As we come to grips with the idea that men who preach the gospel that is St. Andrews are also conspiring to tinker with golf's most sacred grounds, nothing is more shocking to me than the idea that they have so many plans to change the ground.
Bunkers have come and gone and are easily filled in. And who is to say a few here or there might not have been spots where sand would have emerged in early iterations of the course when the bunkers formed by accident? Yet in Friday's news dump press release, the Links Trust and R&A are proudly touting all of the various areas where they are going to rearrange contours. In nearly all cases, this is ground that has not been touched for centuries.
Most curious of all for me was this regarding the fourth hole:
On the 4th, the acute spur formation on the left hand side of the fairway will be reduced and the bunker on the right hand side of the green will be moved closer to its edge. The ground to the back right of the green will be re-contoured.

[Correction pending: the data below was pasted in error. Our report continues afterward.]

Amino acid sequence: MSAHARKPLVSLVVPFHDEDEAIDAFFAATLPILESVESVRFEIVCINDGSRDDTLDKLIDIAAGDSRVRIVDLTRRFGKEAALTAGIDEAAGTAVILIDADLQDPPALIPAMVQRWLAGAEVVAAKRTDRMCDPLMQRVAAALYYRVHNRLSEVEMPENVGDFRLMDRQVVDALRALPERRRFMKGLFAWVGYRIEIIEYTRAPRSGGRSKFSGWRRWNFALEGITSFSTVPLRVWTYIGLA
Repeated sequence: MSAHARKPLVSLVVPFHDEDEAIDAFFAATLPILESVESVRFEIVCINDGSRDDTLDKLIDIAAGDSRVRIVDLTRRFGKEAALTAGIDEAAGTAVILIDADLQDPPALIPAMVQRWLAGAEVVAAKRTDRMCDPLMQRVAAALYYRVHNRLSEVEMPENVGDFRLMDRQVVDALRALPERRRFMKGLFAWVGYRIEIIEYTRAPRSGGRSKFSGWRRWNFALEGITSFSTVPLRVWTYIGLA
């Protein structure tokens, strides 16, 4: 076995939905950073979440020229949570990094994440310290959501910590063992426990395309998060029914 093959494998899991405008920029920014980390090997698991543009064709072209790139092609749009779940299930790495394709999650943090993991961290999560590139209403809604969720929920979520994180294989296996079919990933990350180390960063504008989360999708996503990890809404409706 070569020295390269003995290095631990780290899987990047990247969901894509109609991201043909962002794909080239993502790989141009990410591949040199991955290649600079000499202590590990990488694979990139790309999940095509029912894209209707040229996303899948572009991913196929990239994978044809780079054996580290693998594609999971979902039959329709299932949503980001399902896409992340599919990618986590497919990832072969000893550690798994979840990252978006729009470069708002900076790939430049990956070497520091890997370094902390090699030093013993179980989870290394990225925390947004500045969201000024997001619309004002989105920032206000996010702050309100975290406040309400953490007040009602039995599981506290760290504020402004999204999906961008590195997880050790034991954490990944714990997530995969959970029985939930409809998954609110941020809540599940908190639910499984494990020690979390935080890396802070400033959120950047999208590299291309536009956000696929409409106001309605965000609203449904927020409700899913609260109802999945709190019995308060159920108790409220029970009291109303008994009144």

So is this the acute spur formation, easily the nastiest euphemism for hillock or mound ever concocted? As seen from the middle of the 4th fairway in 2010:
Or is this bump short left of the green the acute spur?
Either way, if one of these is the "formation" that Dr.'s Hawtree and Dawson will be shaving down, it begs the question: do they even get the most basic essence of Old Course golf? The strategy is so basic and yet so sound:
Drive down the right, flirt with trouble and open up a view to the green.
Bail out right from the tee and the risk averse golfer gets blocked out by the hillock...errr...acute spur formation, leaving a more difficult second shot with another acute spur formation causing problems if the hole is cut left.
I genuinely hope these are not the features they intend to tinker with. Because if so, the Old Course will be in danger of losing some of the vitality that makes it so special.